I don't think people realise that a HPC could actually be benificial to their long term aims (and I am not just talking about FTB's.

Edited by lulu

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Guest mattsta1964

Good point. Yes we can argue and counter argue over whether there is/will be a drop in prices but it will probably be only in 7/8 years that the picture is clear.

But I should correct your point "dont forget every home owner has a vested interest in there not being a hpc" this is untrue.

For someone who bought pre 1998 say, a crash would potentially be a positive event (they would be able to afford to "move up the ladder". Also some elderly people may want a crash - My Gran is currently worried about what will happen to her house when she dies - its value is now way above the inheritance tax boundary (which Mr Brown has kindly hardly moved to reflect the price increases (and also changed many of the criteria recently making it harder to avoid - thus making more people pay a tax that previously only hit the wealthy).

I don't think people realise that a HPC could actually be benificial to their long term aims (and I am not just talking about FTB's.

Yep. A crash is an opportunity to buy a bigger property because proportionately, you don't need to stretch yourself so much to afford a bigger place. That's assuming you still have a job of course......which might not be the case if it gets really bad

The people who will really struggle are those who bought after 2000-2001

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dont forget every home owner has a vested interest in there not being a hpc. and thats a lot of vested interests.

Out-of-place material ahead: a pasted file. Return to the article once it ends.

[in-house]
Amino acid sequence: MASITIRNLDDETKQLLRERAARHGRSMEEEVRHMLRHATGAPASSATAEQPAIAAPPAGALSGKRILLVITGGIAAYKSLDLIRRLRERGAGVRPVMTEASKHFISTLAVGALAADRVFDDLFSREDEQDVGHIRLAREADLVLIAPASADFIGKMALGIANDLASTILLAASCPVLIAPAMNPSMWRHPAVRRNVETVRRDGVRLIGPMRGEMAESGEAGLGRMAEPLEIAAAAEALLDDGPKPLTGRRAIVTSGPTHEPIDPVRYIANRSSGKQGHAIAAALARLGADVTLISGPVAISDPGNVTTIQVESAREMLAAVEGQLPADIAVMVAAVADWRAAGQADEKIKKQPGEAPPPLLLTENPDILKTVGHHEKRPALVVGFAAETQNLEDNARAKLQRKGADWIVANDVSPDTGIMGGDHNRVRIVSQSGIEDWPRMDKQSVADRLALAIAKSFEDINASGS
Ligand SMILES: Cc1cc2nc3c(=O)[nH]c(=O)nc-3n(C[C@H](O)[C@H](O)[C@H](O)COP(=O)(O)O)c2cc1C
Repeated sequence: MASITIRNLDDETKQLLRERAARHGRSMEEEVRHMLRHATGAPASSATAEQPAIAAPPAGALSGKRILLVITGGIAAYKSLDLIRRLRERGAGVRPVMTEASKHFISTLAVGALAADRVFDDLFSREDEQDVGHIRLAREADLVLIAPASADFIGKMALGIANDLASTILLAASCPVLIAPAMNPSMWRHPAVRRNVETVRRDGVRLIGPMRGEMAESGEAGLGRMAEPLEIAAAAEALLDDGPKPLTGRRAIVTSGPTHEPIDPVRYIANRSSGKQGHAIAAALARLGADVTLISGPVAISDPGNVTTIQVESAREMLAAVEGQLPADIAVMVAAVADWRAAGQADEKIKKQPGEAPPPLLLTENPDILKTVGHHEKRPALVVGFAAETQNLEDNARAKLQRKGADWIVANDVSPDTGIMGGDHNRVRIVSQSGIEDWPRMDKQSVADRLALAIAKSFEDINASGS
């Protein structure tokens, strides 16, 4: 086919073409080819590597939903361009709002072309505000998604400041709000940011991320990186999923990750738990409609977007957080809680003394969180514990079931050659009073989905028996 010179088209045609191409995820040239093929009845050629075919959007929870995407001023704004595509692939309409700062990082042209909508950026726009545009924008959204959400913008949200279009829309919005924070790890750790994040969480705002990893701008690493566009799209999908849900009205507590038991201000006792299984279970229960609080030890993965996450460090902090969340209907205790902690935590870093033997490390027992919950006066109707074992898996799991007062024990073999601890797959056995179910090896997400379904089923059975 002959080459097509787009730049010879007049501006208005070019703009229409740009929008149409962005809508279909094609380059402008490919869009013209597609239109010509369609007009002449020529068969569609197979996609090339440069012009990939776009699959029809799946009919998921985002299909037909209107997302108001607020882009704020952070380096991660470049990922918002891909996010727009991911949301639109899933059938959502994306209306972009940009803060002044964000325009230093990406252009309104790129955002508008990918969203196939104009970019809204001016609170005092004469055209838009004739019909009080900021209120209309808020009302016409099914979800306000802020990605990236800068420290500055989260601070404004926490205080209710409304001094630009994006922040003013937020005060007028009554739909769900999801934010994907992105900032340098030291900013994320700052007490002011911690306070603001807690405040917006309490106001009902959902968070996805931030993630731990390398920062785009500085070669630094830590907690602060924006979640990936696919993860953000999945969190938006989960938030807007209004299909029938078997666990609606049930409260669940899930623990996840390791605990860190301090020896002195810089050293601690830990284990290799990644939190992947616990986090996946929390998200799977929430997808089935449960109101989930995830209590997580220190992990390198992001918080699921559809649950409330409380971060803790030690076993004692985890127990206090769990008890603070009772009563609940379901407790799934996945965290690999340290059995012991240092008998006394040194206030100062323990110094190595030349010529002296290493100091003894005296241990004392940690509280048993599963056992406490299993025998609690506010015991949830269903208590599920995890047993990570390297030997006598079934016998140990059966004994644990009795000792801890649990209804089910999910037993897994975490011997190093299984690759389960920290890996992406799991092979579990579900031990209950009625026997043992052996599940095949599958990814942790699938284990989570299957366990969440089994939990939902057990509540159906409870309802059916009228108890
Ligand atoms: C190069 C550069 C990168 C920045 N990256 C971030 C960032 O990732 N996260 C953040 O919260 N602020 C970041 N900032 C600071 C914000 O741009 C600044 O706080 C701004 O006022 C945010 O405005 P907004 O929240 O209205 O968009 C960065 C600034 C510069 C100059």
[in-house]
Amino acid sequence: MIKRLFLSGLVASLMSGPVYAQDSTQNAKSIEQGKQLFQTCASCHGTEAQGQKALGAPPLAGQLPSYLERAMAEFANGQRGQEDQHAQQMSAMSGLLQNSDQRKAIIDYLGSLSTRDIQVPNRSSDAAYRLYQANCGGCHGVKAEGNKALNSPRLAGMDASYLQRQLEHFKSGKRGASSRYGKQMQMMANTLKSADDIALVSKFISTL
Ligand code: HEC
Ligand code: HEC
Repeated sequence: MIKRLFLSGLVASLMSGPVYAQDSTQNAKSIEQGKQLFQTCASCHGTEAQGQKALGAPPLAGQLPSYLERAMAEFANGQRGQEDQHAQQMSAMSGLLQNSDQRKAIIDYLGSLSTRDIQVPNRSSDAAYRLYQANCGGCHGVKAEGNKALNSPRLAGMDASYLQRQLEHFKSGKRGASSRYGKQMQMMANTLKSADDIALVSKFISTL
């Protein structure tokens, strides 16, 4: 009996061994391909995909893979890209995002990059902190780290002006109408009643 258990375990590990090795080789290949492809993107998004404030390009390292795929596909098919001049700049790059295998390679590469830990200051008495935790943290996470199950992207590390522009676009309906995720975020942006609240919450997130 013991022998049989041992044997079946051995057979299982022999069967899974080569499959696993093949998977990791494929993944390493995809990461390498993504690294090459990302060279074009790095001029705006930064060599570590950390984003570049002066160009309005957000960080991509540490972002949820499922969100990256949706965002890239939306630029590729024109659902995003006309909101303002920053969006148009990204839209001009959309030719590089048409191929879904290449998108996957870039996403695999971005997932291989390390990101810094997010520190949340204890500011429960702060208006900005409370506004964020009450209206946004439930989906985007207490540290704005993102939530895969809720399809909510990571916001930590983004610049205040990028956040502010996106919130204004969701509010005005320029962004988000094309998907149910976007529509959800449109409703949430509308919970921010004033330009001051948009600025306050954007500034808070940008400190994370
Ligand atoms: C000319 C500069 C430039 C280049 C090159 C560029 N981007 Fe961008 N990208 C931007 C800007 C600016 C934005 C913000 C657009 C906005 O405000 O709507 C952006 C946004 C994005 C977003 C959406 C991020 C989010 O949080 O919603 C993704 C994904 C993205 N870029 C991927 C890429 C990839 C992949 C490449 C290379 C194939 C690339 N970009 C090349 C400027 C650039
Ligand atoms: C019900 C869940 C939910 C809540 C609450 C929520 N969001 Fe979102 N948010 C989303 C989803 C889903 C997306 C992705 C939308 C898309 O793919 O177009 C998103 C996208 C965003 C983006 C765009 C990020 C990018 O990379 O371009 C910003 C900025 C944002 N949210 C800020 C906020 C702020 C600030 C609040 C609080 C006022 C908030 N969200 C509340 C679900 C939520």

NO THEY DON'T - only those never looking to trade up and looking to downside

I want a house that costs £240k but can only afford £200k, have just bought £160k.

50% HPC - current house I want is £120k mine is now worth £80k so all I have to do is use that 40k to upgrade, at the moment I'd be 40k short. The pillocks who've just bought their ftb 1-bed flat seem to boast to their mates my flat has gone up 20k rah-rah not realising the 2-bed house they'll need for the sprog is £40k more.

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for london, read a different country. for in financial terms it is a different country. it has a completely different way of existance. i can tell you that while the rest of the country has had yoy increases for the the last 4 years london has not. then it has sky rocketed this year.

What b*llocks are you talking? You are telling us that london experiences no HPI growth from beginning of 2002 to end of 2005? Are you a thicko or something or just can't be bothered posting some numbers to back up your ridiculous claim?

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What b*llocks are you talking? You are telling us that london experiences no HPI growth from beginning of 2002 to end of 2005? Are you a thicko or something or just can't be bothered posting some numbers to back up your ridiculous claim?

Fact: London has not experienced anything like the HPi of most of the rest of the UK during the above period.

You should be embarassed by your ignorant post.

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THEY ARE NEVER GOING TO ANNOUNCE A HOUSE PRICE CRASH.

get used to it.

speak to people trying to sell at the moment and you find a very different story from that ,that you read in the papers.

for london, read a different country. for in financial terms it is a different country. it has a completely different way of existance. i can tell you that while the rest of the country has had yoy increases for the the last 4 years london has not. then it has sky rocketed this year. sqewing the figures. but take out london and the property market does not look that healthy.

but no one is going to publish a hpc in their papers. dont forget every home owner has a vested interest in there not being a hpc. and thats a lot of vested interests.

You're absolutely right. Same thing happened last crash. Don't think the VIs acknowledged it until the market was picking up again. However, home owners believe they want prices to rise but as others here have pointed out, unless they are selling out, or never planning to trade up they will benefit from a crash like those outside the market. :)